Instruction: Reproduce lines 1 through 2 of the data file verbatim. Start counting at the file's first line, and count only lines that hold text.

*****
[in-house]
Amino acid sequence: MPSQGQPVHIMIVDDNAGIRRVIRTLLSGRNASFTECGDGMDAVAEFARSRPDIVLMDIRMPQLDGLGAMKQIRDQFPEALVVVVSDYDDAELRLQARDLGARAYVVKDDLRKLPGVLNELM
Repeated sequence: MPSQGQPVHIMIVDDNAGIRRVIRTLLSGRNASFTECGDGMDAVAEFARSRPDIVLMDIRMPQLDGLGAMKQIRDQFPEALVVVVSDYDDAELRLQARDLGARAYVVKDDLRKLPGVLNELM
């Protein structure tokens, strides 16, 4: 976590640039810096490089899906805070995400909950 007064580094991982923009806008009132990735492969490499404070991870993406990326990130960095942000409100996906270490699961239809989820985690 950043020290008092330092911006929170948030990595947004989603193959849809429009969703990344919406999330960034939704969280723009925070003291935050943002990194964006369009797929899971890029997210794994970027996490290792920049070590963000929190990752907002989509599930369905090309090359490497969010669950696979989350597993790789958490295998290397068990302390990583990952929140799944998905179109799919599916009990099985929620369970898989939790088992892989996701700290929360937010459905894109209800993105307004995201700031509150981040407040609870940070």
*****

[in-house]
Amino acid sequence: MPSQGQPVHIMIVDDNAGIRRVIRTLLSGRNASFTECGDGMDAVAEFARSRPDIVLMDIRMPQLDGLGAMKQIRDQFPEALVVVVSDYDDAELRLQARDLGARAYVVKDDLRKLPGVLNELM